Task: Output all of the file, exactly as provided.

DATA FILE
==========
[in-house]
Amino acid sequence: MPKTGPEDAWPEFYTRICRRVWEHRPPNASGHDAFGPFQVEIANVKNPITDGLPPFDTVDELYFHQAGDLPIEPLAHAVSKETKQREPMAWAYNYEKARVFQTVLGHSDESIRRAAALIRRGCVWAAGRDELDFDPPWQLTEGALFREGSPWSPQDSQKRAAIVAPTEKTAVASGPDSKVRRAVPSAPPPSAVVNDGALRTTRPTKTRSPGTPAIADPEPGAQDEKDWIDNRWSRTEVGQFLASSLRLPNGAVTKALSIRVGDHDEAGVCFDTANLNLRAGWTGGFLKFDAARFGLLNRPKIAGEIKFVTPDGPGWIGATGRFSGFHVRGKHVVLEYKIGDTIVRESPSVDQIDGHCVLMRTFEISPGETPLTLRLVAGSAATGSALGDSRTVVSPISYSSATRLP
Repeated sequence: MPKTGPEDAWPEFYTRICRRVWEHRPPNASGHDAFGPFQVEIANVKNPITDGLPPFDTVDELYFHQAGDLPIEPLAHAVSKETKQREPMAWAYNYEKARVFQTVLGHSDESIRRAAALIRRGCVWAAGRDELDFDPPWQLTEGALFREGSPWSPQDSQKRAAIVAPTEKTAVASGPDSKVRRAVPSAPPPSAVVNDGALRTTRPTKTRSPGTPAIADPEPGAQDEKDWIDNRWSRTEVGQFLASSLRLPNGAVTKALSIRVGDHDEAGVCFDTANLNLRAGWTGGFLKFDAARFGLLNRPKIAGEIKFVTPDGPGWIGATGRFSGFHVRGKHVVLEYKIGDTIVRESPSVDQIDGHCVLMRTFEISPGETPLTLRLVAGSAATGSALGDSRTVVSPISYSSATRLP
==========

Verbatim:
[in-house]
Amino acid sequence: MPKTGPEDAWPEFYTRICRRVWEHRPPNASGHDAFGPFQVEIANVKNPITDGLPPFDTVDELYFHQAGDLPIEPLAHAVSKETKQREPMAWAYNYEKARVFQTVLGHSDESIRRAAALIRRGCVWAAGRDELDFDPPWQLTEGALFREGSPWSPQDSQKRAAIVAPTEKTAVASGPDSKVRRAVPSAPPPSAVVNDGALRTTRPTKTRSPGTPAIADPEPGAQDEKDWIDNRWSRTEVGQFLASSLRLPNGAVTKALSIRVGDHDEAGVCFDTANLNLRAGWTGGFLKFDAARFGLLNRPKIAGEIKFVTPDGPGWIGATGRFSGFHVRGKHVVLEYKIGDTIVRESPSVDQIDGHCVLMRTFEISPGETPLTLRLVAGSAATGSALGDSRTVVSPISYSSATRLP
Repeated sequence: MPKTGPEDAWPEFYTRICRRVWEHRPPNASGHDAFGPFQVEIANVKNPITDGLPPFDTVDELYFHQAGDLPIEPLAHAVSKETKQREPMAWAYNYEKARVFQTVLGHSDESIRRAAALIRRGCVWAAGRDELDFDPPWQLTEGALFREGSPWSPQDSQKRAAIVAPTEKTAVASGPDSKVRRAVPSAPPPSAVVNDGALRTTRPTKTRSPGTPAIADPEPGAQDEKDWIDNRWSRTEVGQFLASSLRLPNGAVTKALSIRVGDHDEAGVCFDTANLNLRAGWTGGFLKFDAARFGLLNRPKIAGEIKFVTPDGPGWIGATGRFSGFHVRGKHVVLEYKIGDTIVRESPSVDQIDGHCVLMRTFEISPGETPLTLRLVAGSAATGSALGDSRTVVSPISYSSATRLP